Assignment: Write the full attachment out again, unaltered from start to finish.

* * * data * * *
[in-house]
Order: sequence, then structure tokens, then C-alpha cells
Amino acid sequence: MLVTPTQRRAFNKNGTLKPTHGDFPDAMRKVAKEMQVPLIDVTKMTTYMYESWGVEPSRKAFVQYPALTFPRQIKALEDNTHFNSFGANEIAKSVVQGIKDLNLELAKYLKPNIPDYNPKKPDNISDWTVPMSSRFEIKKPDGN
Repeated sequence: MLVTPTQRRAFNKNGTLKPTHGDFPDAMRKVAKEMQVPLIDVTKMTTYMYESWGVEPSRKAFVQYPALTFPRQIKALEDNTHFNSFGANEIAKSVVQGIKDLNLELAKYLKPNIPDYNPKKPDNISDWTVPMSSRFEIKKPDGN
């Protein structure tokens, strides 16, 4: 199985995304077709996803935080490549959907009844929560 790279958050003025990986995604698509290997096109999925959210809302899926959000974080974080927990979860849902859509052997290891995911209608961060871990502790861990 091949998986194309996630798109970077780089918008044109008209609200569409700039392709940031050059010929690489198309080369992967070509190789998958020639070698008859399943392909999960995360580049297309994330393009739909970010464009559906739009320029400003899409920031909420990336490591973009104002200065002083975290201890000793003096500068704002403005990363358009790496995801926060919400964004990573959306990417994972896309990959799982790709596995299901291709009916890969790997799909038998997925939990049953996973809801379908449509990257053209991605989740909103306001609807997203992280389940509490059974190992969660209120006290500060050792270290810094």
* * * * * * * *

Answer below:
[in-house]
Order: sequence, then structure tokens, then C-alpha cells
Amino acid sequence: MLVTPTQRRAFNKNGTLKPTHGDFPDAMRKVAKEMQVPLIDVTKMTTYMYESWGVEPSRKAFVQYPALTFPRQIKALEDNTHFNSFGANEIAKSVVQGIKDLNLELAKYLKPNIPDYNPKKPDNISDWTVPMSSRFEIKKPDGN
Repeated sequence: MLVTPTQRRAFNKNGTLKPTHGDFPDAMRKVAKEMQVPLIDVTKMTTYMYESWGVEPSRKAFVQYPALTFPRQIKALEDNTHFNSFGANEIAKSVVQGIKDLNLELAKYLKPNIPDYNPKKPDNISDWTVPMSSRFEIKKPDGN
């Protein structure tokens, strides 16, 4: 199985995304077709996803935080490549959907009844929560 790279958050003025990986995604698509290997096109999925959210809302899926959000974080974080927990979860849902859509052997290891995911209608961060871990502790861990 091949998986194309996630798109970077780089918008044109008209609200569409700039392709940031050059010929690489198309080369992967070509190789998958020639070698008859399943392909999960995360580049297309994330393009739909970010464009559906739009320029400003899409920031909420990336490591973009104002200065002083975290201890000793003096500068704002403005990363358009790496995801926060919400964004990573959306990417994972896309990959799982790709596995299901291709009916890969790997799909038998997925939990049953996973809801379908449509990257053209991605989740909103306001609807997203992280389940509490059974190992969660209120006290500060050792270290810094």